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Are your favorite browser extensions safe?

4 min read

Browser extensions or plug-ins are lightweight software applications that add new features and functionality to web browsers.

The most popular web browsers like Google Chrome, Firefox and Microsoft Edge all provide access to extensions including AdBlock, Google Translate, LastPass and Grammarly.

Security and privacy risks with browser extensions

Millions of users download extensions to add new features to their web browsers. However, these components increase the attack surface and offer hackers a new entry point into a user’s environment.

In fact, many of the most widely used extensions have vulnerabilities that pose a risk of possible compromise.

So a researcher discovered that most popular browser extensions for Chrome the API chrome.webRequest use that as critical risk is considered. It can be exploited to Intercept data or login information and access local files.

Likewise, the analysts from McAfee last year to five popular ones Chrome-Extensions that had been downloaded more than 1.4 million times and the Spying on users’ surfing activities.

So are browser extensions safe? The answer could be both yes and no.

Where is the danger?

While browser extensions often contain helpful tools, users need to be aware of the risks associated with them if they want to protect their data.

One of the most common problems is that attackers develop browser extensions containing malware. They use these to try to trick users into downloading the software and infecting their devices by offering these programs on online marketplaces or through malvertising.

The extensions can also be installed if a user’s device is already infected with malware.

However, perhaps the biggest risk with browser extensions is the fact that many of them contain software components and vulnerabilities that can be easily exploited.

So had Spin.AI For example, examined 300,000 browser extensions and found that each of them Intercept sensitive data from apps malicious JavaScript-Run programs and send protected data such as login information and banking details to third parties.

The increasing prevalence of these vulnerabilities means that more and more hackers are targeting web browsers to gain access to personal user data.

If an attacker manages to exploit these components, they can perform malicious actions, including:

  • monitor a user’s browsing history;
  • capture keystrokes;
  • take screenshots;
  • Install malicious updates.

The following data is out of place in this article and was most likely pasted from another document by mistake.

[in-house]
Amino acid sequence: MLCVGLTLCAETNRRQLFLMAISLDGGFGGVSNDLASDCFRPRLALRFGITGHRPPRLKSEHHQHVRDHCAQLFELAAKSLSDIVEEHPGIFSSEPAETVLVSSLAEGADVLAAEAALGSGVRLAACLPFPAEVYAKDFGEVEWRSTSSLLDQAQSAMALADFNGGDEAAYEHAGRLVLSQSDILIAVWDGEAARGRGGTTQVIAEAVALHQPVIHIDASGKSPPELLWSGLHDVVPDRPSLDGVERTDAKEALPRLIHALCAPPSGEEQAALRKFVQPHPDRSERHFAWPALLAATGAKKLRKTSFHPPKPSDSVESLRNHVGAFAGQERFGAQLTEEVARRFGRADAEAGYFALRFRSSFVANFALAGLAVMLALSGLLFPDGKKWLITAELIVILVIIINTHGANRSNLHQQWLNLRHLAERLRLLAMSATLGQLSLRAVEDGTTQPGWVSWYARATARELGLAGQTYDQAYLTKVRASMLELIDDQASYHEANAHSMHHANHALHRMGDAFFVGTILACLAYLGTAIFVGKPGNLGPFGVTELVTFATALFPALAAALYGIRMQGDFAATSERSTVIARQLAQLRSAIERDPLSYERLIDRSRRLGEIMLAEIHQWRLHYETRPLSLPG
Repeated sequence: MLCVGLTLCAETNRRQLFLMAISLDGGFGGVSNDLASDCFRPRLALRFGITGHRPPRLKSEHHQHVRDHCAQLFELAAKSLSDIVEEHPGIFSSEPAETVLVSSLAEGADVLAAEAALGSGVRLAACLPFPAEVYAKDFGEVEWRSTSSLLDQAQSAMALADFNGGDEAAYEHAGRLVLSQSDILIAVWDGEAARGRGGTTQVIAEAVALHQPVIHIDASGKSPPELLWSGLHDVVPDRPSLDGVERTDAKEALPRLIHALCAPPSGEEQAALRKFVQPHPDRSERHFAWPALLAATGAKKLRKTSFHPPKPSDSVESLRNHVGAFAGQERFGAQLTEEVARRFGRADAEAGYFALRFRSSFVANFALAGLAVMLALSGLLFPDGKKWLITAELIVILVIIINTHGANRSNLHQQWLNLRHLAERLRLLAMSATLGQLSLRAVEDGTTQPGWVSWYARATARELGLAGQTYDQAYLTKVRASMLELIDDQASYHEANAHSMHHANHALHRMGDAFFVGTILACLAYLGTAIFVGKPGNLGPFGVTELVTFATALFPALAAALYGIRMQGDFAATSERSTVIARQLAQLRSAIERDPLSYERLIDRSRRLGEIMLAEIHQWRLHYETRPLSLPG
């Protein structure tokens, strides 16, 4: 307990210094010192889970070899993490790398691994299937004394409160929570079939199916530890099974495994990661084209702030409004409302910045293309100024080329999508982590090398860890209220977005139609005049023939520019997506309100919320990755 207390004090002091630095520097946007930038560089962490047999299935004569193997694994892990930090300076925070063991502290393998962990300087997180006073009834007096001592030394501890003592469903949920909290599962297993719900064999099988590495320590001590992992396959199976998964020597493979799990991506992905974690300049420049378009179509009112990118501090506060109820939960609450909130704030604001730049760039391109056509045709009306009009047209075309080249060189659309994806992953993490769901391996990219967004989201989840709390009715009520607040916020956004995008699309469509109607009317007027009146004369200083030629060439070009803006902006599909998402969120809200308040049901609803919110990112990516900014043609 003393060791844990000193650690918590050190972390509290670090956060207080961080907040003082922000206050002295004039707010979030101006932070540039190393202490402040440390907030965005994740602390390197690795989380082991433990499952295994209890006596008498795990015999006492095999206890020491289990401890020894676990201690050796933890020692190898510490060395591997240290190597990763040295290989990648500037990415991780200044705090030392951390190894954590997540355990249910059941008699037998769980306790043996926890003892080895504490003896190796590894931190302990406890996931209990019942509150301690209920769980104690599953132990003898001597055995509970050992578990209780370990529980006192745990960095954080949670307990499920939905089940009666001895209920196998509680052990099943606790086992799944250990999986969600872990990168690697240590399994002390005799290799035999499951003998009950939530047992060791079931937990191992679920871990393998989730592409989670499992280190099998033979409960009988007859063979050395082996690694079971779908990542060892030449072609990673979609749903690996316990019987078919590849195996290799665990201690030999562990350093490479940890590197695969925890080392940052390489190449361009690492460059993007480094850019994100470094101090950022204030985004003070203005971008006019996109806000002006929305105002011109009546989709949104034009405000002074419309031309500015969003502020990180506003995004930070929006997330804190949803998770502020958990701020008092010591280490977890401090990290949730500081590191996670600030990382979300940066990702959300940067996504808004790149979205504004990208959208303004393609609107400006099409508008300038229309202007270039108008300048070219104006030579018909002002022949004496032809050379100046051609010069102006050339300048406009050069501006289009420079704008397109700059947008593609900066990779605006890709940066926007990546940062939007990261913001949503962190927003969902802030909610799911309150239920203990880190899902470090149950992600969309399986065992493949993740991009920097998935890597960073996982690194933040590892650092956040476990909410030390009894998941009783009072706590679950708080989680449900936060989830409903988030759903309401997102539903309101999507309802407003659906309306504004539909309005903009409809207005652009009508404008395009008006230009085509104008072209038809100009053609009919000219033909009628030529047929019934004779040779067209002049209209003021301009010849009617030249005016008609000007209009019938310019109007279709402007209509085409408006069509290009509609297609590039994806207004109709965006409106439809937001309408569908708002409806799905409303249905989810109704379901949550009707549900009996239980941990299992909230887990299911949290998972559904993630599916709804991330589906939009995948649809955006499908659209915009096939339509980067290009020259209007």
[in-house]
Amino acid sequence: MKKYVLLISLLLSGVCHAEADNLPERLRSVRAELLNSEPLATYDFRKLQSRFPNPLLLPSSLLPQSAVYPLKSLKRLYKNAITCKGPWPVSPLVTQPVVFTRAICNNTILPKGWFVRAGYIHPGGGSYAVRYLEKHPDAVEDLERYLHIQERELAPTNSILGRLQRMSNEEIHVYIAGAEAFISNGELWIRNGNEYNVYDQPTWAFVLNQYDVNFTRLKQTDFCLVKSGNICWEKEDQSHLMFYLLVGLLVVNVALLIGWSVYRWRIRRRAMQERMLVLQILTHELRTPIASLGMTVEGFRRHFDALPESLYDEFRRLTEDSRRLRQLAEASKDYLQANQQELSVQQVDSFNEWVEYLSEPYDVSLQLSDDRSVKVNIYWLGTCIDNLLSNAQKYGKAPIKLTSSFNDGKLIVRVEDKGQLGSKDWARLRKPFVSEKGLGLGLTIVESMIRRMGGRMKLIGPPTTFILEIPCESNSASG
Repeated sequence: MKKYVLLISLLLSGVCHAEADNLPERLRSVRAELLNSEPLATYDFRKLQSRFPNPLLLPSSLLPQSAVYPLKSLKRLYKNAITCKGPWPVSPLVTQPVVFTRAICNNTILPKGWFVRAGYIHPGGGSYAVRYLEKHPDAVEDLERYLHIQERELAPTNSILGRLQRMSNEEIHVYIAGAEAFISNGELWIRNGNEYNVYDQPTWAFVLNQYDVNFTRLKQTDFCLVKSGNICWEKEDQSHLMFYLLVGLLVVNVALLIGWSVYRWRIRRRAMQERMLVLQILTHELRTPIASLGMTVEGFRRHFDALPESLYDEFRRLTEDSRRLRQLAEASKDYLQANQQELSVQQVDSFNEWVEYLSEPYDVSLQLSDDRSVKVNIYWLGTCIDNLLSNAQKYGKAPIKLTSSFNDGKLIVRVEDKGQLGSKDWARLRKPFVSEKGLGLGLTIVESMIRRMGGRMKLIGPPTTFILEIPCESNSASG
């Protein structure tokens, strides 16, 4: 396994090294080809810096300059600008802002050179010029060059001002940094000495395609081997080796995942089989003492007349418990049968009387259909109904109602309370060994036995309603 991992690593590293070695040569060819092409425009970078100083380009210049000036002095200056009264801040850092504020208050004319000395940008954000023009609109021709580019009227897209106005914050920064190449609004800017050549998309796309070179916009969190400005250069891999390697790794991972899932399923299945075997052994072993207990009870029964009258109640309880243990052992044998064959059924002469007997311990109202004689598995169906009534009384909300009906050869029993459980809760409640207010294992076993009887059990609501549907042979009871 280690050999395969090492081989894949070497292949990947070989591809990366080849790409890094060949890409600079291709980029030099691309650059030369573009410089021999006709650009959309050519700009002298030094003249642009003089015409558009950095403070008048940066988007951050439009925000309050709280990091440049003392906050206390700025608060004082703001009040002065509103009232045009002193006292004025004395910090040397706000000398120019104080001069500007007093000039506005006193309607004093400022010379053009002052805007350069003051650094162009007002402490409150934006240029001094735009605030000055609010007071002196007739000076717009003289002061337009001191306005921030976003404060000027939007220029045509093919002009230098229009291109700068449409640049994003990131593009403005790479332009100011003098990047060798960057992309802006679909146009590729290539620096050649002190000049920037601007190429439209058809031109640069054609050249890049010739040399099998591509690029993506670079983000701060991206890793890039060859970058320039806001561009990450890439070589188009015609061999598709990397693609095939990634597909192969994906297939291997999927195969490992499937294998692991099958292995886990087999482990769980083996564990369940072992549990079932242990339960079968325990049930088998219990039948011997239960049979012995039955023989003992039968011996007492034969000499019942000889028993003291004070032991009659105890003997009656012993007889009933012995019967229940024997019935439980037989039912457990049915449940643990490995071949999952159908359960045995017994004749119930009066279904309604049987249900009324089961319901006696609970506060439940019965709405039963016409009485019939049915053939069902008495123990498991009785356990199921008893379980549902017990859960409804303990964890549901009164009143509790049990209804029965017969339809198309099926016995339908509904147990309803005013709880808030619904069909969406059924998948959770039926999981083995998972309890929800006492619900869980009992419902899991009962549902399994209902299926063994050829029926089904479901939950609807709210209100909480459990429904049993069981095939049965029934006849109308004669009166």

Special risks for companies

Unsecured browser extensions also pose some serious risks for companies that don’t have visibility into what extensions are present in their environments.

As more organizations operate hybrid or distributed workplaces with Bring Your Own Device (BYOD) policies, it is difficult to identify which extensions employees are using and which exploitable components are part of the attack surface.

To make matters worse, companies are also at the mercy of users’ individual cybersecurity practices.

This means that if a user downloads a lot of extensions with vulnerable components, does not update them, or downloads content from illegal websites, they can trigger a malware infection that affects the entire organization.

The best defense against these threats is to educate employees about choosing reliable extensions and the measures they can take to make browsing safer.

Use browser extensions safely

Luckily, there are a number of ways to reduce the risks you face when downloading browser extensions.

Firstly, you should make sure that you only use browser extensions from approved websites and marketplaces like the Chrome Web Store download.

You can find reviews of many providers. If these are present, it is advisable to read them to get an idea of ​​the quality of the product. You can also check the developer’s website to see who made the component.

You should also make sure what permissions the component has, as this determines how much of your data it can access.

Another best practice is to regularly update your computer with the latest security patches available. This minimizes the general risk of security vulnerabilities.

Finally, you can use an antivirus to check your web browser extensions for malware. This will help you determine whether your device has been compromised and respond as quickly as possible.

As a rule of thumb, if you don’t use an extension, it’s best to delete it to reduce possible points of attack on your device.


While browser extensions do pose certain risks, many of them can be avoided by simply doing your due diligence and being careful when choosing which programs you download.

Make sure you only use tools developed by trusted providers. Delete extensions that are not absolutely necessary this goes a long way to protecting your data.

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All content in this article is for informational purposes only and in no way serves as investment advice. Investing in cryptocurrencies, commodities and stocks is very risky and can lead to capital losses.